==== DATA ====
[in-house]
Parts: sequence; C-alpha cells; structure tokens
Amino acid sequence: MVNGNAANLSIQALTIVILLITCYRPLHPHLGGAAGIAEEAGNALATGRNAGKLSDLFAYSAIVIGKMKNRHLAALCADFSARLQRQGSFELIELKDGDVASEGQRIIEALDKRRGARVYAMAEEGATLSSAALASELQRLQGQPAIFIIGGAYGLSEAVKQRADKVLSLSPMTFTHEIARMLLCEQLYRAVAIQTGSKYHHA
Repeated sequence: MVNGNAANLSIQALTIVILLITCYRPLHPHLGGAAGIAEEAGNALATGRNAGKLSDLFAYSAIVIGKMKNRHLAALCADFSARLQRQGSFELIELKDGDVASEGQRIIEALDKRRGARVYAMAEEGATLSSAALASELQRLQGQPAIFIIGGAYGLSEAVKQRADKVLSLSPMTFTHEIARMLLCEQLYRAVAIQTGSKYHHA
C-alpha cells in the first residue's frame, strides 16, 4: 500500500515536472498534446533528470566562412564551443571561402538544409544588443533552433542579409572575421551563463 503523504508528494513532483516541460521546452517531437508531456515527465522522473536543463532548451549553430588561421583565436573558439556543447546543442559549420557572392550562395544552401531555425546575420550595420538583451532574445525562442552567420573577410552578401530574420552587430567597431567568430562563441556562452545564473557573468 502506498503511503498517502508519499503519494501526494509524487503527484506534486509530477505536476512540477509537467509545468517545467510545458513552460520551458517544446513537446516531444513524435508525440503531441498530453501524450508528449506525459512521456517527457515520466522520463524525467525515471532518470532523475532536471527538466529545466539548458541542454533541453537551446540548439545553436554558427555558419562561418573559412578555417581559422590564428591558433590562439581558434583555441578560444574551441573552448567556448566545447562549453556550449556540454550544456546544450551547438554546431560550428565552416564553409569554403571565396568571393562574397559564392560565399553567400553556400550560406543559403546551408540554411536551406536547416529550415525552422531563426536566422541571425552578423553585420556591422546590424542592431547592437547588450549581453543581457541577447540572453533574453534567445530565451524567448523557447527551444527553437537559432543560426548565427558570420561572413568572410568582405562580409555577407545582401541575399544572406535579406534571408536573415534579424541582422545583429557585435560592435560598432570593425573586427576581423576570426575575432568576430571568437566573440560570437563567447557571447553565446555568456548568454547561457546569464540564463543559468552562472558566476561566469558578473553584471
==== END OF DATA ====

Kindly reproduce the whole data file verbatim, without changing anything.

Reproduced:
[in-house]
Parts: sequence; C-alpha cells; structure tokens
Amino acid sequence: MVNGNAANLSIQALTIVILLITCYRPLHPHLGGAAGIAEEAGNALATGRNAGKLSDLFAYSAIVIGKMKNRHLAALCADFSARLQRQGSFELIELKDGDVASEGQRIIEALDKRRGARVYAMAEEGATLSSAALASELQRLQGQPAIFIIGGAYGLSEAVKQRADKVLSLSPMTFTHEIARMLLCEQLYRAVAIQTGSKYHHA
Repeated sequence: MVNGNAANLSIQALTIVILLITCYRPLHPHLGGAAGIAEEAGNALATGRNAGKLSDLFAYSAIVIGKMKNRHLAALCADFSARLQRQGSFELIELKDGDVASEGQRIIEALDKRRGARVYAMAEEGATLSSAALASELQRLQGQPAIFIIGGAYGLSEAVKQRADKVLSLSPMTFTHEIARMLLCEQLYRAVAIQTGSKYHHA
C-alpha cells in the first residue's frame, strides 16, 4: 500500500515536472498534446533528470566562412564551443571561402538544409544588443533552433542579409572575421551563463 503523504508528494513532483516541460521546452517531437508531456515527465522522473536543463532548451549553430588561421583565436573558439556543447546543442559549420557572392550562395544552401531555425546575420550595420538583451532574445525562442552567420573577410552578401530574420552587430567597431567568430562563441556562452545564473557573468 502506498503511503498517502508519499503519494501526494509524487503527484506534486509530477505536476512540477509537467509545468517545467510545458513552460520551458517544446513537446516531444513524435508525440503531441498530453501524450508528449506525459512521456517527457515520466522520463524525467525515471532518470532523475532536471527538466529545466539548458541542454533541453537551446540548439545553436554558427555558419562561418573559412578555417581559422590564428591558433590562439581558434583555441578560444574551441573552448567556448566545447562549453556550449556540454550544456546544450551547438554546431560550428565552416564553409569554403571565396568571393562574397559564392560565399553567400553556400550560406543559403546551408540554411536551406536547416529550415525552422531563426536566422541571425552578423553585420556591422546590424542592431547592437547588450549581453543581457541577447540572453533574453534567445530565451524567448523557447527551444527553437537559432543560426548565427558570420561572413568572410568582405562580409555577407545582401541575399544572406535579406534571408536573415534579424541582422545583429557585435560592435560598432570593425573586427576581423576570426575575432568576430571568437566573440560570437563567447557571447553565446555568456548568454547561457546569464540564463543559468552562472558566476561566469558578473553584471